Intrawest plans on constructing four phases of the development with the first phase beginning in Spring 2001. The condos which range in size from a 500-square foot, one bedroom unit to a 1200 square foot, 3-bedroom home sold for a low of $300,000 and a high of $1.2 million. Eighty-five percent of the buyers were from the Silicon Valley.

"The condos priced out at $650 a square foot which is about five times the price of previous North Tahoe homes," added Jacobson."Real estate prices in Lake Tahoe are being driven to some degree by the same factors that the Bay Area has experienced--limited available land, high demand and lots of new wealth."

According to Kelly Smith, Century 21 Tahoe North Realtors, the market was so bad a few years ago that real estate agents couldn't give away a home in Squaw Valley, but the Resort at Squaw Creek development helped change the area from a ski-only location to a year-round resort which attracted more buyers.

NAR estimates that homes purchased for recreational use account for half of all second homes, with most of the rest of held as investment property. The U.S. Census Bureau estimates there are about six million second homes, including condominiums and timeshares. Of this total, NAR projects there are 3.1 million recreational properties, some of which are rented out for part of the year.

According to the Silicon Valley Association of Realtors' conventional wisdom of purchasing vacation homes in recent years appears to be changing. The general advice was to buy for personal lifestyle considerations more than for investment, and to plan to hold that property for many years, because prices of recreational property did not appreciate very much and they were more difficult to sell.

As in primary residential property, location is the biggest consideration. A significant factor today is that many of the most desirable locations have already been developed, meaning greater demand will result in faster price increases and shorter selling cycles.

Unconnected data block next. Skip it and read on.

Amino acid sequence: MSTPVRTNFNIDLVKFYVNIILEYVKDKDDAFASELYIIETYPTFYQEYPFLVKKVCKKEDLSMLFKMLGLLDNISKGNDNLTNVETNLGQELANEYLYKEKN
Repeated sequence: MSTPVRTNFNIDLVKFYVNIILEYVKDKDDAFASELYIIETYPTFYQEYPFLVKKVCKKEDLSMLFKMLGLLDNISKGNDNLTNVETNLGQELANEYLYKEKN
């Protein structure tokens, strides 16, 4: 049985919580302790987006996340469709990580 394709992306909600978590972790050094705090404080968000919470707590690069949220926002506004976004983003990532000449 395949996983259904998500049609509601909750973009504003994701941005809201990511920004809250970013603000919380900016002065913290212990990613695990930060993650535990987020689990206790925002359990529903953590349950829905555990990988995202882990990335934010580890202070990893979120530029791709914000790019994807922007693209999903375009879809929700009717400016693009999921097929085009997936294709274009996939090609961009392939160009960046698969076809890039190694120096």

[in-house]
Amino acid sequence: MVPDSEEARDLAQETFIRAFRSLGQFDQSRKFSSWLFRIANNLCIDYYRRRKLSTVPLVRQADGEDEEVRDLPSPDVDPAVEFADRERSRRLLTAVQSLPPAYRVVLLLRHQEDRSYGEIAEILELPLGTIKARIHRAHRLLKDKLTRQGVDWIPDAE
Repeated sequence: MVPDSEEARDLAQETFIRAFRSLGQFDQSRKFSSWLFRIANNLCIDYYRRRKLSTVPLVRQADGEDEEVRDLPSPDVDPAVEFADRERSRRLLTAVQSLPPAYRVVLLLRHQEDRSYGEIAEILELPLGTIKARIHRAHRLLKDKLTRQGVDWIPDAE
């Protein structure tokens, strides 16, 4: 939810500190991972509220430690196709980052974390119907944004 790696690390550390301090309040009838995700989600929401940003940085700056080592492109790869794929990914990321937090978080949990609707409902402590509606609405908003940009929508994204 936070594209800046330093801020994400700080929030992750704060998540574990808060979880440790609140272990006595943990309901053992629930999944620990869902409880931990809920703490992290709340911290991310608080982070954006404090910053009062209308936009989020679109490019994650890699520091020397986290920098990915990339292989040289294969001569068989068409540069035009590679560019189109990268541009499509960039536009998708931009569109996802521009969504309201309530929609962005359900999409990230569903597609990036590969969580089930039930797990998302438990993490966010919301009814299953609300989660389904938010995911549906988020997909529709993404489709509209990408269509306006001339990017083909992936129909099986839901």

In addition, in the past, financing used to be more limited, with the best loan terms available from local or regional lenders familiar with the area where the property is located. However, more national lenders are willing to finance recreational property now with more competitive terms, some comparable to loans on primary residences.

"Not everyone is seeking a name-destination resort," commented Penny Pompei, executive vice president, Silicon Valley Association of Realtors. "Many people prefer quiet, less well-known and more affordable properties fairly close to home which is why we see second homes in places like Santa Cruz, Capitola and the Gold Country. Most vacation homeowners prefer to be within a relatively short drive, i.e., less than a day."

Recreational property remains mostly a lifestyle choice, according to NAR's study. Some owners offset costs by renting the property for parts of the year; however, in most cases, the rent only offsets a portion of the monthly carrying costs. Unless the property is highly desirable and well located in a very popular destination resort, buyers are advised to not count on rental income to help pay for the property.

"Anyone interested in buying a vacation home should be intimately familiar with the area, its amenities and resources, as well as travel time and other long-term considerations," added Pompei. "We suggest that consumers rent a home in the area they are considering and get to know it first hand."
Sue Stone

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Web extra to the September 7-13, 2000 issue of Metro.